The New York Trilogy by Paul Auster
Cover concept by Lorenzo Princi, 11th June 2013

The New York Trilogy

Author: Paul Auster

Reviewed by Lorenzo Princi

A collection of three detective stories, The New York Trilogy combines Paul Auster's works set in the big apple. His masterful atmospheric writing pulls the reader right into a gritty, grey and timeless New York and leaves them chasing shadows.

City of Glass begins the set like any standard private eye short before flipping the world inside out on the reader as the detective descends into madness.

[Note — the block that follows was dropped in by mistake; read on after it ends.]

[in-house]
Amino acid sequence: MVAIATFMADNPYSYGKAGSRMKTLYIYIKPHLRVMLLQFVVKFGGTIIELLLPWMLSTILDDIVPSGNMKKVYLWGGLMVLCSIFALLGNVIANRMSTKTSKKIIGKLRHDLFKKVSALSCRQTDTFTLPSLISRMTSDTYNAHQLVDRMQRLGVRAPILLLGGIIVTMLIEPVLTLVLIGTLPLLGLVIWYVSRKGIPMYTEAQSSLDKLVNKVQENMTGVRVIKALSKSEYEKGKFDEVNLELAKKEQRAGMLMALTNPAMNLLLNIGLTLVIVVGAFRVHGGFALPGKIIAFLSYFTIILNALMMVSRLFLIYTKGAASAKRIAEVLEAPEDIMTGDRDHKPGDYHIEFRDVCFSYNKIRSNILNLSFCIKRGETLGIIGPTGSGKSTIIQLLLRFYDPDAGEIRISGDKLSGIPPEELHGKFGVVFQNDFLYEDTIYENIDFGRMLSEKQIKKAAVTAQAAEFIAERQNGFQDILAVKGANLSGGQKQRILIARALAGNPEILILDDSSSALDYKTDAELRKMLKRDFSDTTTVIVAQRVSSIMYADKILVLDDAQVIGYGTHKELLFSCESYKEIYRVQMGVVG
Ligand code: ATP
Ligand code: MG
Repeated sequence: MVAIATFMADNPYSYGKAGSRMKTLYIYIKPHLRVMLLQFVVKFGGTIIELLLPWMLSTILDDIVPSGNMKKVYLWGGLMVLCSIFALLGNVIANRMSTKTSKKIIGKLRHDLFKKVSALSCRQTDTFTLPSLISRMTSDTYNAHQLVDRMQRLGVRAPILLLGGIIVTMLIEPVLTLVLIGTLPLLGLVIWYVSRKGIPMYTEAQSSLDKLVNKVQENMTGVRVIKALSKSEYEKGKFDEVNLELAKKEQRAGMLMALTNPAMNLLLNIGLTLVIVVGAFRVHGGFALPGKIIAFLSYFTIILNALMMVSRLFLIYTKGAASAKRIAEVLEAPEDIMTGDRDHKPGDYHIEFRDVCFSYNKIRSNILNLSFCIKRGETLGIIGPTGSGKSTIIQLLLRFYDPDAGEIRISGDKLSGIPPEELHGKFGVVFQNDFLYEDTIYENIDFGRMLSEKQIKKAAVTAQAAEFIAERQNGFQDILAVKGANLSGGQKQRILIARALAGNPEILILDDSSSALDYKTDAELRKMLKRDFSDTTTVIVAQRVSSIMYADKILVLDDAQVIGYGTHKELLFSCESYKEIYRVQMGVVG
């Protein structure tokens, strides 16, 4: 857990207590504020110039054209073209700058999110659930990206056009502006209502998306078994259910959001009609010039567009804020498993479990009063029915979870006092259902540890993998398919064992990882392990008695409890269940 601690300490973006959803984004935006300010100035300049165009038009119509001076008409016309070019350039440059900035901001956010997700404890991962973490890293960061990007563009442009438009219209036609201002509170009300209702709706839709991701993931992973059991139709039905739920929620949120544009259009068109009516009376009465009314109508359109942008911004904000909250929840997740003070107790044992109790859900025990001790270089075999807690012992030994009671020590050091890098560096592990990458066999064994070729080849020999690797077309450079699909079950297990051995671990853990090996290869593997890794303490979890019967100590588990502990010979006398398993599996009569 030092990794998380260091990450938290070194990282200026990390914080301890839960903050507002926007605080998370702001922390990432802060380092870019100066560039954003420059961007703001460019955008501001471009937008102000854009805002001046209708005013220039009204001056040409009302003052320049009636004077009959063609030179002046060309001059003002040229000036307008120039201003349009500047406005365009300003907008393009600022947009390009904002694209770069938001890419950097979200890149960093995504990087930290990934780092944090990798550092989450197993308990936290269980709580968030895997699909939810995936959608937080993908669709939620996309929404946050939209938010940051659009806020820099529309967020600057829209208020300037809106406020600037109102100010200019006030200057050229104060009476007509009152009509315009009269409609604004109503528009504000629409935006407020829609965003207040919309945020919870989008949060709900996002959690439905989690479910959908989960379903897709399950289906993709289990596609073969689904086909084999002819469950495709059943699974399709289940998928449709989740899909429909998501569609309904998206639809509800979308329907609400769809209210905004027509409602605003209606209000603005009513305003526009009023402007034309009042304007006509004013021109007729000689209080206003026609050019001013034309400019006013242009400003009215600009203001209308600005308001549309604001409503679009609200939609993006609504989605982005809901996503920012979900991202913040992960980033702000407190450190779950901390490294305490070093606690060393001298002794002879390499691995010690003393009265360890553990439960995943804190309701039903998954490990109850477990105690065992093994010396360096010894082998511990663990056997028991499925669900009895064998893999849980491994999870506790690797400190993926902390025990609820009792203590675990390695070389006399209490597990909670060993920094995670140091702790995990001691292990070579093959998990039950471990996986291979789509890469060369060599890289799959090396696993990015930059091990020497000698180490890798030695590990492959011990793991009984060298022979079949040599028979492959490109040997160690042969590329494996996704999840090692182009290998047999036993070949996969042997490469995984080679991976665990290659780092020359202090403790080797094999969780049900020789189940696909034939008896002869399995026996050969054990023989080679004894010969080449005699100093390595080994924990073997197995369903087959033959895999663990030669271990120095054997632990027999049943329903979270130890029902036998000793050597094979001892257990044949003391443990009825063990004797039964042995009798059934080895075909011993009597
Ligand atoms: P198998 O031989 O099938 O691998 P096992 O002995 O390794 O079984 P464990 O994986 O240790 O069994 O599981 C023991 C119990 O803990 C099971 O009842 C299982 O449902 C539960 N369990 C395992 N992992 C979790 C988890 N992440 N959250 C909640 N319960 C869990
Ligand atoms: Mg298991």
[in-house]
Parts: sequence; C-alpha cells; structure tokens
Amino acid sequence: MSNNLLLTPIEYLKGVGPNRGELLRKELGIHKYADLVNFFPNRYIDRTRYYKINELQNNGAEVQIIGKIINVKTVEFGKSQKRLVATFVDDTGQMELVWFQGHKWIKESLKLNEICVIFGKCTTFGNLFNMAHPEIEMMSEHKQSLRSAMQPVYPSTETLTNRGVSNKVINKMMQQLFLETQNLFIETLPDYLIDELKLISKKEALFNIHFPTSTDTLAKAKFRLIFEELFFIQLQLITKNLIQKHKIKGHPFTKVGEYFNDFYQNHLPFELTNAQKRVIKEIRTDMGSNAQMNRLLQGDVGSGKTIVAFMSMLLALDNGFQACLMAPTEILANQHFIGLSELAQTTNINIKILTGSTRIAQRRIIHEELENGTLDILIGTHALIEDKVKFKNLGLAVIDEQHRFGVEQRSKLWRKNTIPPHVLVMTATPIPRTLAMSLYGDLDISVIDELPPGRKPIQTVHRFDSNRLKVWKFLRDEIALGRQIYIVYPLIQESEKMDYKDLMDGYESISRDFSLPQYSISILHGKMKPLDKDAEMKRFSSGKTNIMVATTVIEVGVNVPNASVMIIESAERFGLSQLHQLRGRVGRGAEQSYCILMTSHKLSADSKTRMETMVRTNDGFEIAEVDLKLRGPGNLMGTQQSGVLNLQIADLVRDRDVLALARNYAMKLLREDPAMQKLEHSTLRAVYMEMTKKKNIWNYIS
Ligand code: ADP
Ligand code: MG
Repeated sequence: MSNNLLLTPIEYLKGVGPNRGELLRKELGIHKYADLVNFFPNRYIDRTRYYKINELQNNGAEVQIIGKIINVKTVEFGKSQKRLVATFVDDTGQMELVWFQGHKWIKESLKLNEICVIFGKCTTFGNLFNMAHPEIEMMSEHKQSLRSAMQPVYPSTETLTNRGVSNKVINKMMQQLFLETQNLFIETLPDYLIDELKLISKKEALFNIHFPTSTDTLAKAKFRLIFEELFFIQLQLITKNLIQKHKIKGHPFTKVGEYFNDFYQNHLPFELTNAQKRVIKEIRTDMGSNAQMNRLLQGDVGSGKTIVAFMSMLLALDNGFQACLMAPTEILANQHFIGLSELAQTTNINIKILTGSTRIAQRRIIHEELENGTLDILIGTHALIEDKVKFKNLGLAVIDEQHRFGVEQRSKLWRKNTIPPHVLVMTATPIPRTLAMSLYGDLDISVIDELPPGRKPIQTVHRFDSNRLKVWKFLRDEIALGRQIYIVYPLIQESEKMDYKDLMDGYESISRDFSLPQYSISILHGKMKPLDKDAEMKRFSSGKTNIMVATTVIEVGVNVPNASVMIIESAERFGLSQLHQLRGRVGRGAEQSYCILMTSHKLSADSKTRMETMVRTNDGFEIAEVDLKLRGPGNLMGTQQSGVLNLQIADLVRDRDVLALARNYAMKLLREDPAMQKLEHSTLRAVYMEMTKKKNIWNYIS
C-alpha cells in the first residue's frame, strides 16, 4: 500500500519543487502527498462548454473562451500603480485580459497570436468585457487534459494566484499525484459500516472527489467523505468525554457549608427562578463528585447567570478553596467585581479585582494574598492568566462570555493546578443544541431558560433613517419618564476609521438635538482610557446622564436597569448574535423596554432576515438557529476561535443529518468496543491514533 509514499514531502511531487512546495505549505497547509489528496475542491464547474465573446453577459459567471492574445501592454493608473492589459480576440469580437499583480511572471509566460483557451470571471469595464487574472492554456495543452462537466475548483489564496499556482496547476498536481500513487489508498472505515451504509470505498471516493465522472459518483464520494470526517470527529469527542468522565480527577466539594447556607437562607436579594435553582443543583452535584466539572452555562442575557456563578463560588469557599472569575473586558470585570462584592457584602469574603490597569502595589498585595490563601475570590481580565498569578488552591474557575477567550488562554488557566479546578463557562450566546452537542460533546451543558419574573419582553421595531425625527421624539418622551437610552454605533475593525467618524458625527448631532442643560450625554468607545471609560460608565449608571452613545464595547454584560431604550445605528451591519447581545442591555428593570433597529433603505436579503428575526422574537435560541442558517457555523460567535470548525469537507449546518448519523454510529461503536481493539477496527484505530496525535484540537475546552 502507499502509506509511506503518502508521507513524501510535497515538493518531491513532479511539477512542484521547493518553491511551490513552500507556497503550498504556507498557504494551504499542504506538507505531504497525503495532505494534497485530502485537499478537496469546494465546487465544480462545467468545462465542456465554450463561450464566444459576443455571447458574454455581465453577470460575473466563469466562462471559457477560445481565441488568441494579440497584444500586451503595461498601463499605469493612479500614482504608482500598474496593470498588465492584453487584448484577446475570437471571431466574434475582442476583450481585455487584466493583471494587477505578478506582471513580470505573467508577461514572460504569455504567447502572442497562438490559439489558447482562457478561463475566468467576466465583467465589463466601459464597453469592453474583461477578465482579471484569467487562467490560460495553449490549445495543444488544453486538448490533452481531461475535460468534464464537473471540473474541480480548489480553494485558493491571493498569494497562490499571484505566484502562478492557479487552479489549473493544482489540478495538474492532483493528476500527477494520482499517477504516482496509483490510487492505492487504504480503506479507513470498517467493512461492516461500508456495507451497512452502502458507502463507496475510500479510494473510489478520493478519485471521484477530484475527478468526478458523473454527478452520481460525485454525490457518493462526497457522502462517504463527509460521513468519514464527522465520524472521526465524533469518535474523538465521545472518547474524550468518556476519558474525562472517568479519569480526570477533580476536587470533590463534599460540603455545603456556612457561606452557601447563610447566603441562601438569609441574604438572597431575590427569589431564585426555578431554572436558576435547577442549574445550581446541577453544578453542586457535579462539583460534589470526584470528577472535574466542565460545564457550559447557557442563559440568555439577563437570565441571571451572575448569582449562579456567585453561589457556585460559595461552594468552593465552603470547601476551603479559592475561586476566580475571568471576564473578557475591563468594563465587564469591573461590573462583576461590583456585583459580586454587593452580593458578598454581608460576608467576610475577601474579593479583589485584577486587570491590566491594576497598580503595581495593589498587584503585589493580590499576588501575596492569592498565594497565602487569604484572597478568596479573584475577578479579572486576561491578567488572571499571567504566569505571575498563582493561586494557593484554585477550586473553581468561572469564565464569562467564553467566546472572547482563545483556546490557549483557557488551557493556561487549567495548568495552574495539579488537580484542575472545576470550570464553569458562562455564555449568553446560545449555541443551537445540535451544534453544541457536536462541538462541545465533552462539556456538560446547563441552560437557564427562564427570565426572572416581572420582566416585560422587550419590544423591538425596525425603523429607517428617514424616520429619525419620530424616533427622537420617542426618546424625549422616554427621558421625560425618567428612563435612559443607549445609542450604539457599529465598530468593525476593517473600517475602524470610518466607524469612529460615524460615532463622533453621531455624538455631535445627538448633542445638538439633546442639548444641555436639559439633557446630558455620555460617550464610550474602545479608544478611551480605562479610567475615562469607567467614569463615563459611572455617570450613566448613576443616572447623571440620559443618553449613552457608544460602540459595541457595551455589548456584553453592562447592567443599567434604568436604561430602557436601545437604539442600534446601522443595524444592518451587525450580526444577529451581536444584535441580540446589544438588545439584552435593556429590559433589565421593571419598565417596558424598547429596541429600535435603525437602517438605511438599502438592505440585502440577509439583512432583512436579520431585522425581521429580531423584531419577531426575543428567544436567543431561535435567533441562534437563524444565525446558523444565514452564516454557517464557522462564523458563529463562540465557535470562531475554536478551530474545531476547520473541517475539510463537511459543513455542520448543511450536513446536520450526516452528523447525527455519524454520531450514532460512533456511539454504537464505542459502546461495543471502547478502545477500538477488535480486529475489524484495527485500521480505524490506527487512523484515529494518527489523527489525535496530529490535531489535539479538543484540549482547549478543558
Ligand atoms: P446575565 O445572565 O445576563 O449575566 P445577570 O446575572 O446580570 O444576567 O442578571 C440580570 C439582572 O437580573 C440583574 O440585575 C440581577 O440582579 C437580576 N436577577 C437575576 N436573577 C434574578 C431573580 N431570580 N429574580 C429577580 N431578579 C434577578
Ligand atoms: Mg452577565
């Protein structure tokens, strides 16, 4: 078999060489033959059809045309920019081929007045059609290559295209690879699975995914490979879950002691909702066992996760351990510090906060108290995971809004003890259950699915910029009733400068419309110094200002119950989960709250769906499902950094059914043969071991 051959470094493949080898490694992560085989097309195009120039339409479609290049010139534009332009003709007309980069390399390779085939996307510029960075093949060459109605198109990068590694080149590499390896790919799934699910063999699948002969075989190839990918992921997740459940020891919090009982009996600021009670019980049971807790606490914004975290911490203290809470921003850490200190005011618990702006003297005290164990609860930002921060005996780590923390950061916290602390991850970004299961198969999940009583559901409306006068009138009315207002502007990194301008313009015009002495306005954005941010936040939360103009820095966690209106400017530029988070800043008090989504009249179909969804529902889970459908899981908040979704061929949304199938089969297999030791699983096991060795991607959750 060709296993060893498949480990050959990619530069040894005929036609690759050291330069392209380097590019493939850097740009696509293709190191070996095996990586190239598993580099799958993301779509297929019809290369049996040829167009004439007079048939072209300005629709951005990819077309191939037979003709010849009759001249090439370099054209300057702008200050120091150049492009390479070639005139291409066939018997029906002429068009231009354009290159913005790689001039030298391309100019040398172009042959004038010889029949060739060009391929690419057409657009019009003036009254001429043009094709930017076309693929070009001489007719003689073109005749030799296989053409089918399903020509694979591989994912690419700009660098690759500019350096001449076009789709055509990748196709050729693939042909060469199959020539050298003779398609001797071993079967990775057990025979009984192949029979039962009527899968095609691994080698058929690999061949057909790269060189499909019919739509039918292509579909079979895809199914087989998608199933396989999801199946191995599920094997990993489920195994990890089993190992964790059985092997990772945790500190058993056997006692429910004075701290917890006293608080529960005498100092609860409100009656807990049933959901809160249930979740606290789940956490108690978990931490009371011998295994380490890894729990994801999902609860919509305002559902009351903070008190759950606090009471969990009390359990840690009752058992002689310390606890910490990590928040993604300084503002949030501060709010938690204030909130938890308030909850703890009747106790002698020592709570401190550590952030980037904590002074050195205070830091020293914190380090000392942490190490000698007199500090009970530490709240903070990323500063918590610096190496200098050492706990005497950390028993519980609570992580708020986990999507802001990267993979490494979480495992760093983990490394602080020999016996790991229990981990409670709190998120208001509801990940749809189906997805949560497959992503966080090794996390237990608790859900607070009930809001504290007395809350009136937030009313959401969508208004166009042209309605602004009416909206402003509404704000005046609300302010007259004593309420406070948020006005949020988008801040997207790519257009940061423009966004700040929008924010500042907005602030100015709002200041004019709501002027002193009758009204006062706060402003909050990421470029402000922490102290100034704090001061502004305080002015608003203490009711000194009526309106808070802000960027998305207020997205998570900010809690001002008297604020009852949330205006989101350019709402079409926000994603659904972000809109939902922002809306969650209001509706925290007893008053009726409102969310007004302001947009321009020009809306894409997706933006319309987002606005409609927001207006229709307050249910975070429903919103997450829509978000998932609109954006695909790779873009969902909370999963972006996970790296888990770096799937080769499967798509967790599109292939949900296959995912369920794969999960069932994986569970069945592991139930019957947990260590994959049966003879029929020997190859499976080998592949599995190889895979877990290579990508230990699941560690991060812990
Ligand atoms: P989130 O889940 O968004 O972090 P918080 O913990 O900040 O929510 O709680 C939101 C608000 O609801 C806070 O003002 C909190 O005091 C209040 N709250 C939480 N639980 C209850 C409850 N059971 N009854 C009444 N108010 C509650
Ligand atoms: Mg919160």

Continuing the "meta-detective" style in Ghosts, the descent into madness is played out by the private-eye Blue, who is not able to detach himself from his case, Black. His obsession, along with Auster's choice of nouns blur things for the reader, making it difficult to distinguish who's who as we join the protagonist in his identity crisis.

In The Locked Room, the themes of identity and transformation are complete, as a writer, struggling with his next piece, replaces another writer he has know since childhood. 

Bizarre but accessible, simple yet frustrating - the mysteries in The New York Trilogy don't unfold but rather become more and more twisted. If you want something straight forward, look elsewhere, but if you want an interesting challenge, look no further.
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